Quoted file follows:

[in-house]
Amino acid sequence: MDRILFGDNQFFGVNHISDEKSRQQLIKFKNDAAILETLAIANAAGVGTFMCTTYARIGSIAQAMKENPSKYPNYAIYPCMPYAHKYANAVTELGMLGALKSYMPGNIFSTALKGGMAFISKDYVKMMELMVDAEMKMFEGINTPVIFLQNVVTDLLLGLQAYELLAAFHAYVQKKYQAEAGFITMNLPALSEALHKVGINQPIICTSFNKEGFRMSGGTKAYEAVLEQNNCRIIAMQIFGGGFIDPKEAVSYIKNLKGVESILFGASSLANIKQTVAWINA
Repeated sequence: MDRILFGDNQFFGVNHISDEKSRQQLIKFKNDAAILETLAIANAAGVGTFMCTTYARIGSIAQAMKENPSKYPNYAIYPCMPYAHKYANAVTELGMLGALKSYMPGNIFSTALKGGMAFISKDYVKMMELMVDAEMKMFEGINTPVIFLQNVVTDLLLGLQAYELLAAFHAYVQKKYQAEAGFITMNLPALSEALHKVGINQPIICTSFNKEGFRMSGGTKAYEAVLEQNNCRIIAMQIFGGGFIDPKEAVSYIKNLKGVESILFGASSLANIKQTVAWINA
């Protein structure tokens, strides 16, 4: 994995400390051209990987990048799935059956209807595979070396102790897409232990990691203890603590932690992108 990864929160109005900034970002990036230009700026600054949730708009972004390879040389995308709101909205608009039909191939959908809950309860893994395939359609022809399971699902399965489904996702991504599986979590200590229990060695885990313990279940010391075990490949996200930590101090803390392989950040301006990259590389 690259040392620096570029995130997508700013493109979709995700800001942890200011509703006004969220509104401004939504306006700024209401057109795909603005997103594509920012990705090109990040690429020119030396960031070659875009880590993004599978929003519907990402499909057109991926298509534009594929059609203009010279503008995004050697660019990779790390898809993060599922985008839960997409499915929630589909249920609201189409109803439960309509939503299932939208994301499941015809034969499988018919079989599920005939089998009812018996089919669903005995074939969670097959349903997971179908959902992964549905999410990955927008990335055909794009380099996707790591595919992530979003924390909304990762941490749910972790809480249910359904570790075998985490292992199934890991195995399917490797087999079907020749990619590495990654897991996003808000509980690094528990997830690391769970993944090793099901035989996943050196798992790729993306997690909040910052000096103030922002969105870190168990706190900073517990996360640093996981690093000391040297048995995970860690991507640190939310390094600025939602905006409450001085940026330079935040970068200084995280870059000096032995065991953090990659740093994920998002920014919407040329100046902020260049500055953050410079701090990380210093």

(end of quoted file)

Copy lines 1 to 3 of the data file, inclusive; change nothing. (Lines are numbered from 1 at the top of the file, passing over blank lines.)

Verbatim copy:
[in-house]
Amino acid sequence: MDRILFGDNQFFGVNHISDEKSRQQLIKFKNDAAILETLAIANAAGVGTFMCTTYARIGSIAQAMKENPSKYPNYAIYPCMPYAHKYANAVTELGMLGALKSYMPGNIFSTALKGGMAFISKDYVKMMELMVDAEMKMFEGINTPVIFLQNVVTDLLLGLQAYELLAAFHAYVQKKYQAEAGFITMNLPALSEALHKVGINQPIICTSFNKEGFRMSGGTKAYEAVLEQNNCRIIAMQIFGGGFIDPKEAVSYIKNLKGVESILFGASSLANIKQTVAWINA
Repeated sequence: MDRILFGDNQFFGVNHISDEKSRQQLIKFKNDAAILETLAIANAAGVGTFMCTTYARIGSIAQAMKENPSKYPNYAIYPCMPYAHKYANAVTELGMLGALKSYMPGNIFSTALKGGMAFISKDYVKMMELMVDAEMKMFEGINTPVIFLQNVVTDLLLGLQAYELLAAFHAYVQKKYQAEAGFITMNLPALSEALHKVGINQPIICTSFNKEGFRMSGGTKAYEAVLEQNNCRIIAMQIFGGGFIDPKEAVSYIKNLKGVESILFGASSLANIKQTVAWINA